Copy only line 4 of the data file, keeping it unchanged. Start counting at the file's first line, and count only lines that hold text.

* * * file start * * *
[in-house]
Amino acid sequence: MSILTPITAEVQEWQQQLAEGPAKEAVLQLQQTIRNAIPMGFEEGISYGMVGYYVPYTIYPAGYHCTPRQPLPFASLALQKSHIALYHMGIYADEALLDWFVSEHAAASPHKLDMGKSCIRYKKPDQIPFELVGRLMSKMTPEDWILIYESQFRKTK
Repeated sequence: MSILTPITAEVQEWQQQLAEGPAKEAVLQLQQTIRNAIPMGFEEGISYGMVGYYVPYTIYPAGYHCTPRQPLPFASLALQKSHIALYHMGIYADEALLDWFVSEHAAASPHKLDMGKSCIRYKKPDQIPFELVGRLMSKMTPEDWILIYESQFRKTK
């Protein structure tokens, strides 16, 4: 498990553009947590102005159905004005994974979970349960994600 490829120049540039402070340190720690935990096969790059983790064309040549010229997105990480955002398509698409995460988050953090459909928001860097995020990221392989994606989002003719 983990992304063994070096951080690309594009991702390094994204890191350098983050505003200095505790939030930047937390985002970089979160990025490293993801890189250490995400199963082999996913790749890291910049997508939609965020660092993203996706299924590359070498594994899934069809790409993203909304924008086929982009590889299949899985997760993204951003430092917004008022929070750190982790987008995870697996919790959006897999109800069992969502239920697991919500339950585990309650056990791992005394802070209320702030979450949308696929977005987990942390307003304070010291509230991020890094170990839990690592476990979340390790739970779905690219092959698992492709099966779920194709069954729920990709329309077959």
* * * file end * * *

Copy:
């Protein structure tokens, strides 16, 4: 498990553009947590102005159905004005994974979970349960994600 490829120049540039402070340190720690935990096969790059983790064309040549010229997105990480955002398509698409995460988050953090459909928001860097995020990221392989994606989002003719 983990992304063994070096951080690309594009991702390094994204890191350098983050505003200095505790939030930047937390985002970089979160990025490293993801890189250490995400199963082999996913790749890291910049997508939609965020660092993203996706299924590359070498594994899934069809790409993203909304924008086929982009590889299949899985997760993204951003430092917004008022929070750190982790987008995870697996919790959006897999109800069992969502239920697991919500339950585990309650056990791992005394802070209320702030979450949308696929977005987990942390307003304070010291509230991020890094170990839990690592476990979340390790739970779905690219092959698992492709099966779920194709069954729920990709329309077959």